At this point, most people understand how to incorporate the fundamentals of an environmentally friendly lifestyle into their daily routine. For example, many people would opt for a ceramic mug if offered, or at least a recyclable paper cup, when ordering their morning latté at the local coffee shop. Another trend that’s begun to permeate consumer’s food shopping habits is making more of an effort to obtain locally sources or seasonal produce when possible. After all, it’s good for your health and for the planet. But if this is all second nature to you at this point, and you’re looking to further reduce your environmental footprint, I have a great list of quick wins for you to add to your arsenal. You might not realize it, but many of the foods you eat and products you use are very resource intensive and can have a negative impact on the environment and your health.
Explore grains other than rice
A lot of households round out the dinner menu with a nice side of white or brown rice, and we certainly can’t blame them. Rice is tasty, cheap and calorically dense. But what you might not realize is that the production of rice requires a tremendous amount of agricultural input and the footprint of rice systems can be heavily taxing upon the earth in many parts of the world due to the enormous demand. Try switching things up with some delicious some amaranth pilaf, millet curry or another tasty whole grain like teff, which can have an almost chocolate-like flavor. Luckily, the transition away from rice doesn’t have to mean less flavor. In fact, some of the alternatives are quite savory and will offer a welcomed change of pace.
Break away from palm oils
Palm oil is another sneaky one because without most people realizing it, it’s everywhere. And it’s not just found in food either. Palm oil is used in everything from soap to makeup to peanut butter and cereal. The problem is that the way that it’s farmed is ridiculously unsustainable. The current production process involves burning down beautiful forests and a practice known as clear-cutting, putting land and even endangered animals at risk of total destruction. Fortunately, many food producers have found other yummy oils that work just as well, which is a win-win for consumers, manufacturers and the earth. When going for that next bag of potato chips, make sure they’re fried in something else‑-canola oil, avocado oil or coconut oil are all better options over palm.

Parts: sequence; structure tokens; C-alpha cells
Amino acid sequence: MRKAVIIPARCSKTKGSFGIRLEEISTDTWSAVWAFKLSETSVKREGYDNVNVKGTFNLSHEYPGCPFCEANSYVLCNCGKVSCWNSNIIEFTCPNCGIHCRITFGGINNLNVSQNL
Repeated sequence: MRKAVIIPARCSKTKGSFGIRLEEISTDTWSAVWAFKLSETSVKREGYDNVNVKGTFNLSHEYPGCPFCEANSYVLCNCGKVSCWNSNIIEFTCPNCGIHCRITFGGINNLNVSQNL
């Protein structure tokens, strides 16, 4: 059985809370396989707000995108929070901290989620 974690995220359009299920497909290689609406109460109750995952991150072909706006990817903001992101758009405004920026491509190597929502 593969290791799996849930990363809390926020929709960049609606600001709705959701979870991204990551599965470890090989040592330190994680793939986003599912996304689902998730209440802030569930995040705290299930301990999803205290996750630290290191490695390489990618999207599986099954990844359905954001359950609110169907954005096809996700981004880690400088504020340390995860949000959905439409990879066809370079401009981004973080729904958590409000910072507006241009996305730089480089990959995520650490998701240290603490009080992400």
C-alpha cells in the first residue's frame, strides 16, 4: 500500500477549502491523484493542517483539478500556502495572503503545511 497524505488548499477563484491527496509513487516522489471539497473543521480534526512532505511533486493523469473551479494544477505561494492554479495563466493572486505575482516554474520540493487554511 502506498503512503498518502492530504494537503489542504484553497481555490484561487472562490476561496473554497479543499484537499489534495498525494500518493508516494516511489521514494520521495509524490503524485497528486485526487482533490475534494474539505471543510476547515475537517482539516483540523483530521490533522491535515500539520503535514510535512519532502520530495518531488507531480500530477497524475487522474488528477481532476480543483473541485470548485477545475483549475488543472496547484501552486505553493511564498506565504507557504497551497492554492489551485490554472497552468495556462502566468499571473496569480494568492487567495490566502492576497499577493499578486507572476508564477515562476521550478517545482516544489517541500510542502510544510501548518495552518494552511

Reconsider your meat choices
I’m certainly not about to tell you that you have to go vegan or vegetarian in order to be able to make an impact, but I can say with certainty that thoughtful choices are important here. Additionally, some of the most eco-friendly protein options are those derived from plant-based sources. I know that we are all used to picking up beef, pork, lamb and salmon on sale at the supermarket, but all these require large amounts of water, land, fuel, pesticides and fertilizer. If possible, lean more toward more sustainable proteins such as wild game or free-range poultry. These are often raised in not only better conditions, but also in a more sustainable fashion and on a much smaller scale. When you do go for the read meat, considering opting for the certified organic and grass fed route.
Ditch the non-stick
Cooking products like non-stick Teflon pans with finishes made of perfluorinated chemicals (PFCs) that leach toxins into cooked food are still prominent in many homes across the country. While it can be a long, and sometimes costly, process to replace all the cookware in your kitchen, it’s better to start small than never start at all. What we did in my home is took an inventory of all the Teflon and non-stick items in the kitchen, and one by one replaced them ceramic or non-toxic version over the course of two years. If you can do this all in one go, that’s obviously preferable, but it’s important to remember that small, incremental changes can have a huge impact on the earth and the health of you and your family.
Like to indulge in a little alcohol? Go for a local beer
This is another one that tends to stir up a bit of a fuss but don’t shoot the messenger, folks. When looking at making a glass of wine vs. a pint of beer, it takes about 6x as much water when all is said and done. But there is a bright side: sustainable beer is much more convenient to source and buy. After all, I think it’s a safe bet that very few people reading this live on a vineyard, but most of us live in cities that are home to awesome craft breweries. Try seeking out a craft brewery that serves eco-friendly craft brews or celebrates innovation in water conservation and organic ingredients. You can even find many of these being sold in your local supermarket.
These are just a few areas of opportunity to reduce your footprint and increase your health. As you can see, many of the alternatives are tastier, better and more healthful options anyway. Don’t let old habits and lazy manufacturing processes stand in the way you starting to make a change, no matter how small.
This post is contributed by Remy Bernard – Owner and Editor at Miss Mamie’s Cupcakes. A baker, chef and writer, Remy started missmamiescupakes.com as a way to deepen and spread her passion for making delicious food.